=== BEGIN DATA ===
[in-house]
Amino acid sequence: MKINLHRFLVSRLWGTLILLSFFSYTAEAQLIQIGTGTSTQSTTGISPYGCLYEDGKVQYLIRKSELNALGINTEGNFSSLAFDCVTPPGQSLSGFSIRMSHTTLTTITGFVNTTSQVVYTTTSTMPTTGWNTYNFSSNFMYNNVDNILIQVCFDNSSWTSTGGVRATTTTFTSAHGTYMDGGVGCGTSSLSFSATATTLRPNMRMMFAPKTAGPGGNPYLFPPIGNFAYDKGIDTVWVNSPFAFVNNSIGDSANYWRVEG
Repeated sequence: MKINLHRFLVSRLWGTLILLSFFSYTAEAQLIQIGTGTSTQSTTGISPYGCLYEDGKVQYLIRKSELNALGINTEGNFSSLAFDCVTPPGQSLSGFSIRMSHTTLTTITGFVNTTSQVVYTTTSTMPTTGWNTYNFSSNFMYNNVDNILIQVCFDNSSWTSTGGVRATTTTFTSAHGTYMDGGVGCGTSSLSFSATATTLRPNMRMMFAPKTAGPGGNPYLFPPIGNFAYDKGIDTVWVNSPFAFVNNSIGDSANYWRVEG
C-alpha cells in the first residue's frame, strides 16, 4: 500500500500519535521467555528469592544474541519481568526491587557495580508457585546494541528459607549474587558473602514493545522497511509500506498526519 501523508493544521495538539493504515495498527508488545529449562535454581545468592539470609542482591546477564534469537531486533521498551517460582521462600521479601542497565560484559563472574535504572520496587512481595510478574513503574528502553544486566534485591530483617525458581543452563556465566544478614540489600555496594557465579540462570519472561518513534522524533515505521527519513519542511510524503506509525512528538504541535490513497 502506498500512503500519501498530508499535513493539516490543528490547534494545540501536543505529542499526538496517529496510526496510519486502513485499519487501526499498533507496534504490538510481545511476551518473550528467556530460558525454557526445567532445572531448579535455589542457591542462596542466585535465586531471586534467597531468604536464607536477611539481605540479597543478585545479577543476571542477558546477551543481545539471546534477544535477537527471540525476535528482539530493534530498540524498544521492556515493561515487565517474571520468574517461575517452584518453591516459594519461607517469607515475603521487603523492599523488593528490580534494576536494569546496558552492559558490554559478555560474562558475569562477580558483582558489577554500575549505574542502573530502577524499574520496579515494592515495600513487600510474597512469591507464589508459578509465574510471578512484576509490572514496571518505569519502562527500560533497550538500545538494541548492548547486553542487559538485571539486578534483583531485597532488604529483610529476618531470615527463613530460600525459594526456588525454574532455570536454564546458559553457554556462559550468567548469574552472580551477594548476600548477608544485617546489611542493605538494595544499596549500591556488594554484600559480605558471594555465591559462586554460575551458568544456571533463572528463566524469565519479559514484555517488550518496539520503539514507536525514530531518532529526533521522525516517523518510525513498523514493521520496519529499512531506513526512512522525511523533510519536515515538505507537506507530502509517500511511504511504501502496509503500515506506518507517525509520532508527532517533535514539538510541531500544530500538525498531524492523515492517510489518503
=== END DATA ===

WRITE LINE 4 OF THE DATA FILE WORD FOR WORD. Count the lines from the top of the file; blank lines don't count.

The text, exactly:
C-alpha cells in the first residue's frame, strides 16, 4: 500500500500519535521467555528469592544474541519481568526491587557495580508457585546494541528459607549474587558473602514493545522497511509500506498526519 501523508493544521495538539493504515495498527508488545529449562535454581545468592539470609542482591546477564534469537531486533521498551517460582521462600521479601542497565560484559563472574535504572520496587512481595510478574513503574528502553544486566534485591530483617525458581543452563556465566544478614540489600555496594557465579540462570519472561518513534522524533515505521527519513519542511510524503506509525512528538504541535490513497 502506498500512503500519501498530508499535513493539516490543528490547534494545540501536543505529542499526538496517529496510526496510519486502513485499519487501526499498533507496534504490538510481545511476551518473550528467556530460558525454557526445567532445572531448579535455589542457591542462596542466585535465586531471586534467597531468604536464607536477611539481605540479597543478585545479577543476571542477558546477551543481545539471546534477544535477537527471540525476535528482539530493534530498540524498544521492556515493561515487565517474571520468574517461575517452584518453591516459594519461607517469607515475603521487603523492599523488593528490580534494576536494569546496558552492559558490554559478555560474562558475569562477580558483582558489577554500575549505574542502573530502577524499574520496579515494592515495600513487600510474597512469591507464589508459578509465574510471578512484576509490572514496571518505569519502562527500560533497550538500545538494541548492548547486553542487559538485571539486578534483583531485597532488604529483610529476618531470615527463613530460600525459594526456588525454574532455570536454564546458559553457554556462559550468567548469574552472580551477594548476600548477608544485617546489611542493605538494595544499596549500591556488594554484600559480605558471594555465591559462586554460575551458568544456571533463572528463566524469565519479559514484555517488550518496539520503539514507536525514530531518532529526533521522525516517523518510525513498523514493521520496519529499512531506513526512512522525511523533510519536515515538505507537506507530502509517500511511504511504501502496509503500515506506518507517525509520532508527532517533535514539538510541531500544530500538525498531524492523515492517510489518503